JPods PRT vehicles to run on track under solar panel canopy


June 27, 2012

The JPods concept centers around a four to six seat electric vehicle suspended beneath an overhead rail structure, which is topped with photovoltaic panels

The JPods concept centers around a four to six seat electric vehicle suspended beneath an overhead rail structure, which is topped with photovoltaic panels

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Autonomous vehicles and personal transportation pods featured quite heavily in our recent round-up of the Top Ten railways of the future, and the JPods concept from Bill James has both. At the center of the scheme is a driverless, on-demand electric four to six seat vehicle suspended beneath an overhead rail structure, which is topped with photovoltaic panels. A user would let the JPod know the desired location via a touchscreen interface and the vehicle's networked computer system would determine the best route and motor there without further input from the passenger.

They may well have become economic linchpins that heavily influence our cost of living but unfortunately, as much as many of us might like to believe otherwise, both coal and oil are finite resources. James is of the opinion that an oil famine is just around the corner and that the time is ripe for a radical shift to sustainable transport. His solution: the JPods system.

The JPod is described as "a 500 pound (226 kg) vehicle that can carry 1200 pounds (544 kg) of people and/or cargo at about 260 passenger-miles per gallon (0.90 l/100km)." Similar to subway trains, the computer-chauffeured pods pick up power from a third rail using brushes. Encoders in the wheels and sensors in the track allow for each vehicle to be programmed to avoid close proximity to one another.

The design has the potential to offer similar levels of mobility as cars without wasting all that valuable time sitting in congestion or trying to find a parking spot, and the computer system removes the need for users to work out exactly how to get to a destination by automatically handling any route planning.

Unlike the Pininfarina and Vectus PRT system and the ULTra PRT electric transport pods we covered recently, JPods will be suspended underneath the rail track structure. The main advantage with this idea is that the 4-m (13-ft) wide upper surface of the structure is available for the installation of PV panels, predicted to provide between 5,000 and 30,000 vehicle-miles of power per mile of rail per day. At JPod stations, the width of the PV panels would be increased to between six and 10 meters wide (19 - 32 feet).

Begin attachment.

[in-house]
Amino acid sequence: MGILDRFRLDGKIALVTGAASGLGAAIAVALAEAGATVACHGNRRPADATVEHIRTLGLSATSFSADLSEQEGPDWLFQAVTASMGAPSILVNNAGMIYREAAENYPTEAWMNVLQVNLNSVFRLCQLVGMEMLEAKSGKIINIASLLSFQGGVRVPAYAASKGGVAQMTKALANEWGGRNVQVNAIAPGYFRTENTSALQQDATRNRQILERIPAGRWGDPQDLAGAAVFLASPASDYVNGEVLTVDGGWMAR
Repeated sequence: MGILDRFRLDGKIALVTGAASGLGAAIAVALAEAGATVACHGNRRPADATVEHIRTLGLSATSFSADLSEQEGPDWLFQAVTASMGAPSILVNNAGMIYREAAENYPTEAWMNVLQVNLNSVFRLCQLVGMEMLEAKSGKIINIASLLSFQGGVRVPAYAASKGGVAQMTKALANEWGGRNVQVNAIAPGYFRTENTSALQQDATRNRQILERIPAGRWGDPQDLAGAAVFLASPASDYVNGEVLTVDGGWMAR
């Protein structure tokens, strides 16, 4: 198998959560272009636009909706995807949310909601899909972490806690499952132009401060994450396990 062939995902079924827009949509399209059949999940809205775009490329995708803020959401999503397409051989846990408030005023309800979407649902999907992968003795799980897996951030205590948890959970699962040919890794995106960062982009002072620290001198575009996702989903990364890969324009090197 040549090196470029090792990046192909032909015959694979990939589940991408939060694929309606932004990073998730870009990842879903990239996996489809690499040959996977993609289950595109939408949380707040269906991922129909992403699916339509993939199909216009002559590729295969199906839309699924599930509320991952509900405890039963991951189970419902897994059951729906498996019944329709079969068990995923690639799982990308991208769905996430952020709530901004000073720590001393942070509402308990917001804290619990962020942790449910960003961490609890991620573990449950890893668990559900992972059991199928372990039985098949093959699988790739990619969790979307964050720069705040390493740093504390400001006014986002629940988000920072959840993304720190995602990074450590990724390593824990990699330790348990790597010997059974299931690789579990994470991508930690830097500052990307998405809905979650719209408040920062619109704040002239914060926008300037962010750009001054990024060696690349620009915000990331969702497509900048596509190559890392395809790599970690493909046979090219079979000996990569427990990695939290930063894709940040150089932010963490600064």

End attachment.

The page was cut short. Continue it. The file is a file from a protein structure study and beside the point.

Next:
A short rail working demo unit has been built to demonstrate various operational aspects of the JPods concept and, while it may not be the most attractive prototype in the world, it is functional. James admits that "aesthetics really matter, but function and getting started is critical. Things made in a garage look like they were made in a garage. They work." It features two 1-watt motors fitted to a bogie that sits inside the overhead rail. He told us that production JPods are likely to have motors of 700 watts to 6.5 kilowatts, depending on need, and will run at speeds of up to 30 mph (48 km/h) in both directions, using about 200 watt-hours of energy per mile.

"The ET3 provides personal on-demand mobility between cities in a high speed network that uses one fiftieth the energy of cars, passenger trains, buses or airplanes," he said. "JPods provides personal on-demand mobility in commuter-range transport of people and cargo using one tenth the energy of car, passenger trains and buses. JPods cut the cost from about 56 (US) cents a mile for cars to about 4 cents a mile."

For JPod users that need to get to a location that's not covered by the rail infrastructure, James proposes developing vehicles that can operate off-rail, perhaps by clamping the chassis onto a drivetrain "similar to how containers attach to railcars and trucks."

The JPods concept is, for the moment, just that: a concept. James is looking to start with small construction rollouts at shopping malls, universities, theme parks, airports and the like, and once the technology is seen to have proven itself (although the various technologies necessary for solar-powered rail networks have already been in use for some time), it's hoped that larger installations will follow. He believes that the "barrier to implementation is central planning, not technology."

"JPods are simple, unbelievably simple," said James. "But we can scale simplicity. We are pretty well set to build. There are always things we can learn, but the drawings we have are good to 110 mph (177 km/h) winds, earthquakes and the normal stuff you have to do for best practice behavior. I have a database of 35,000 service academy graduates I can call. Many will rally to build in their communities. We have a very scaleable approach that will support a pretty significant rollout."